Skip to main content
You have permission to edit this article.
Edit
Dozens still missing, feared dead in Western wildfires
breaking

Dozens still missing, feared dead in Western wildfires

  • 0
{{featured_button_text}}

Diminishing winds and rising humidity helped firefighters battling deadly blazes in Oregon and California, but with dozens of people still missing, authorities in both states feared that the receding flames could reveal many more dead across the blackened landscape.

Oregon's emergency management director said officials were preparing for a possible “mass fatality event,” and the state fire marshal was abruptly placed on administrative leave.

In California, smoke that painted skies orange also helped crews corral the state's deadliest blaze of the year. The smoke helped blocked the sun, reducing temperatures and raising humidity, officials said.

Nine people, including a 16-year-old boy, have been confirmed dead in California since lightning-caused fires that started weeks ago fused into a monster blaze that largely destroyed Berry Creek, a tiny hamlet in the Sierra Nevada foothills northeast of San Francisco.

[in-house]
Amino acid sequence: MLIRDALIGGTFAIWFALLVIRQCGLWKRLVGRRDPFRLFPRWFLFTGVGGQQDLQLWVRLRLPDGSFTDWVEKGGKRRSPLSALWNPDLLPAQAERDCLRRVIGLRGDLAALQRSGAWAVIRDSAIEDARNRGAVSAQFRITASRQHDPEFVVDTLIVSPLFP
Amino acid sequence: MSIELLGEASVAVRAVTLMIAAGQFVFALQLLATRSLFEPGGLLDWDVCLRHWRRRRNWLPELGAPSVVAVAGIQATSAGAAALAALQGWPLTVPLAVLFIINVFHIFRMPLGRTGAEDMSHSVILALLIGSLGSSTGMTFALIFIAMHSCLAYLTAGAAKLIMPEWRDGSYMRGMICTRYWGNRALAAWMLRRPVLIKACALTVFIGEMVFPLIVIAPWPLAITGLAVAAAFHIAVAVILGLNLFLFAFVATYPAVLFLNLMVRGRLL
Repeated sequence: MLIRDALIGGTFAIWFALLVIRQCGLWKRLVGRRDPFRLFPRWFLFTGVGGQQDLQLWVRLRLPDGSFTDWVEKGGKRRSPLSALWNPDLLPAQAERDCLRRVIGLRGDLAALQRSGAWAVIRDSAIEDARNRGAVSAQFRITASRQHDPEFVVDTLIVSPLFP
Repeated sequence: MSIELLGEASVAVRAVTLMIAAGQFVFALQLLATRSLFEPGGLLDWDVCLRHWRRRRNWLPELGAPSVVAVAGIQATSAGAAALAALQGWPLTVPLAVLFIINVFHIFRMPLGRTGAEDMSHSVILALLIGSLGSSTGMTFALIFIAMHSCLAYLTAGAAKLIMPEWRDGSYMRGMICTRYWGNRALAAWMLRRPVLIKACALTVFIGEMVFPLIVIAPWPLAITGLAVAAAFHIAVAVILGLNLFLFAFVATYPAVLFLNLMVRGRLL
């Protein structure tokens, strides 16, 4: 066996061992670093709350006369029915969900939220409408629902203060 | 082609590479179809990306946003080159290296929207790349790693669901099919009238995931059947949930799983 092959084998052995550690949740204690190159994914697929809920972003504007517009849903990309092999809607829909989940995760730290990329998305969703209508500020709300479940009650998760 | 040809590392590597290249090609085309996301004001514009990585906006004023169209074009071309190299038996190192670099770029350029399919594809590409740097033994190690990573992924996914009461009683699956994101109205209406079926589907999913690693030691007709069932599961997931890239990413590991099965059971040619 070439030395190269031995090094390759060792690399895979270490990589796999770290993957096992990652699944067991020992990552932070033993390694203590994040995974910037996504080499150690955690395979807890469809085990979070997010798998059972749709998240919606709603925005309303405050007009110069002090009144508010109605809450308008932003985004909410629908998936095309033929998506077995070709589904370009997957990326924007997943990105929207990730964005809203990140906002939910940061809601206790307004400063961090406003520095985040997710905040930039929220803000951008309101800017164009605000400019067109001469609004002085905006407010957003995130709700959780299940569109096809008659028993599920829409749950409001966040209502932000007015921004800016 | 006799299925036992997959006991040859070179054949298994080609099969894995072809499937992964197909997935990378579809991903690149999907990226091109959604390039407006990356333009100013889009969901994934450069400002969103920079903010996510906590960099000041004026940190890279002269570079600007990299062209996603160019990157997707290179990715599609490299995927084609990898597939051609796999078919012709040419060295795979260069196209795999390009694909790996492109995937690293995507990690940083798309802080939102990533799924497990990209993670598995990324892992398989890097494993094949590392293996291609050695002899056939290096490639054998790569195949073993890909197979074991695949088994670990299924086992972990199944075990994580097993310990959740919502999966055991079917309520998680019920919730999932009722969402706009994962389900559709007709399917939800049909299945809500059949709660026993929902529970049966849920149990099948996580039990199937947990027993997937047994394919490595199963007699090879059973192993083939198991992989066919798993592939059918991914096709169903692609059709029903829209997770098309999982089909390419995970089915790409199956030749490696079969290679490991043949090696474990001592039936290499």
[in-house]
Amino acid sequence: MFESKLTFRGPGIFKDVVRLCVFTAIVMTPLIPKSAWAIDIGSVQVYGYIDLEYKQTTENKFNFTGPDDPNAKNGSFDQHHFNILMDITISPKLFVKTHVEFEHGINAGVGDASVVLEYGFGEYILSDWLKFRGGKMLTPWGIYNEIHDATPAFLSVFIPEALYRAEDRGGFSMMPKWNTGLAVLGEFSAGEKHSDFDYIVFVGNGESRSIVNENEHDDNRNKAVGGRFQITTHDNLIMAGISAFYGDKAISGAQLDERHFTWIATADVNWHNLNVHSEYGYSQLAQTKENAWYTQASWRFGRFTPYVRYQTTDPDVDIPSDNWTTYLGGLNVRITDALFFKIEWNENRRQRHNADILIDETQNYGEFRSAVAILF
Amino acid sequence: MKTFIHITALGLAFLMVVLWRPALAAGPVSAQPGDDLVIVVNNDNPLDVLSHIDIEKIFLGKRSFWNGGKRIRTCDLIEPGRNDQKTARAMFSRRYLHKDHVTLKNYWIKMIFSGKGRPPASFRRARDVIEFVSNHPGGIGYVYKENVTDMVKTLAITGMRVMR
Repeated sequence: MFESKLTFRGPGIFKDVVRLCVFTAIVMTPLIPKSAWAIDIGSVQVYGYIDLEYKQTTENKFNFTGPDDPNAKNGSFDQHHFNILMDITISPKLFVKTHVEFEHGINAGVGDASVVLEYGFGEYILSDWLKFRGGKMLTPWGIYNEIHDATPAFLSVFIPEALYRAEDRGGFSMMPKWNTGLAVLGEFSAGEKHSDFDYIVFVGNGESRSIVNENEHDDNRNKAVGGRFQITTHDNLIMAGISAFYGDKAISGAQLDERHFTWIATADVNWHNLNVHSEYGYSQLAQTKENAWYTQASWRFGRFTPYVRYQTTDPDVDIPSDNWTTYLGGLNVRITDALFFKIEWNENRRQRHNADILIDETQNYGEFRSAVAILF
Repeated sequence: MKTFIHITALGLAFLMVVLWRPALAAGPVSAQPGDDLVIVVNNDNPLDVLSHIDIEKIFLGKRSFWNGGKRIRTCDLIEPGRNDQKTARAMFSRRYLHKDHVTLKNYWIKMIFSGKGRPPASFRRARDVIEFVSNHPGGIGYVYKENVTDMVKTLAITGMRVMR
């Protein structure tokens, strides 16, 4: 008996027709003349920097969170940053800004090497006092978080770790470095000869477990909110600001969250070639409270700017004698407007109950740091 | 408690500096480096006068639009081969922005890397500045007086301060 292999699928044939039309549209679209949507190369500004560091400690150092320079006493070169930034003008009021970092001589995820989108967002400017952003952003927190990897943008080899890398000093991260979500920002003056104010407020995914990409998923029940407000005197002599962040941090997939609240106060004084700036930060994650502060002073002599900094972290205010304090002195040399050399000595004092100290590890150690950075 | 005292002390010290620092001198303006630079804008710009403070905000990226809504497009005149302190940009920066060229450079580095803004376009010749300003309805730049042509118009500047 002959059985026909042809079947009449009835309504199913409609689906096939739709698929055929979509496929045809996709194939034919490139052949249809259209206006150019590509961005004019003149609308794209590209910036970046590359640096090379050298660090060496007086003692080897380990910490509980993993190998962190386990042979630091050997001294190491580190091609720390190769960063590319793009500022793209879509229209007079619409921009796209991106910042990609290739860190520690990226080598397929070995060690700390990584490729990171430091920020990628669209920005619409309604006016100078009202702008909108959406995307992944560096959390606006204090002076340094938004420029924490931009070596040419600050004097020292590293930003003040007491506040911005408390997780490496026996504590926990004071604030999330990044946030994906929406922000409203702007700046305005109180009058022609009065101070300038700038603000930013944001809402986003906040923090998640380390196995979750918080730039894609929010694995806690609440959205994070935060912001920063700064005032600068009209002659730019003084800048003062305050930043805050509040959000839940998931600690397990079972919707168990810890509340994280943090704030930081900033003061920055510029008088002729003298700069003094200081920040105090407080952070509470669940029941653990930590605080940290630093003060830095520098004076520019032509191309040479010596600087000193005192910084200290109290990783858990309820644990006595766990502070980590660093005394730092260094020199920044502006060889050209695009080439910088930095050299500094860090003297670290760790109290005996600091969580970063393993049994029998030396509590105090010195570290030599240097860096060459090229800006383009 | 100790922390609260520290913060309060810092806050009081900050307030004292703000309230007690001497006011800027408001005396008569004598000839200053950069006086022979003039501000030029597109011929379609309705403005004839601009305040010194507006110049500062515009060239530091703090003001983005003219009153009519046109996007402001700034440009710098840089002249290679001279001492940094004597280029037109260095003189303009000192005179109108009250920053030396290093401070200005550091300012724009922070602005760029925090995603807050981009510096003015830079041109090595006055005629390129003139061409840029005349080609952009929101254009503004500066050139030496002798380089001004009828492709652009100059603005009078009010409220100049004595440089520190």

Oregon authorities have not released an exact death count, but at least eight fatalities were reported from the blazes that have taken a toll from one end of the state to the other. Gov. Kate Brown said Friday that tens of thousands of people had been forced to flee their homes.

Two large blazes threatened to merge near the most populated part of Oregon, including the suburbs of Portland. More than 40,000 Oregonians have been evacuated and about 500,000 are in different levels of evacuation zones.

PLUS: A California town is slowly rebuilding from wildfires even as new blazes threaten it. Click or tap for full report.

Be the first to know

* I understand and agree that registration on or use of this site constitutes agreement to its user agreement and privacy policy.

Related to this story

Most Popular

Recommended for you

Get up-to-the-minute news sent straight to your device.

Topics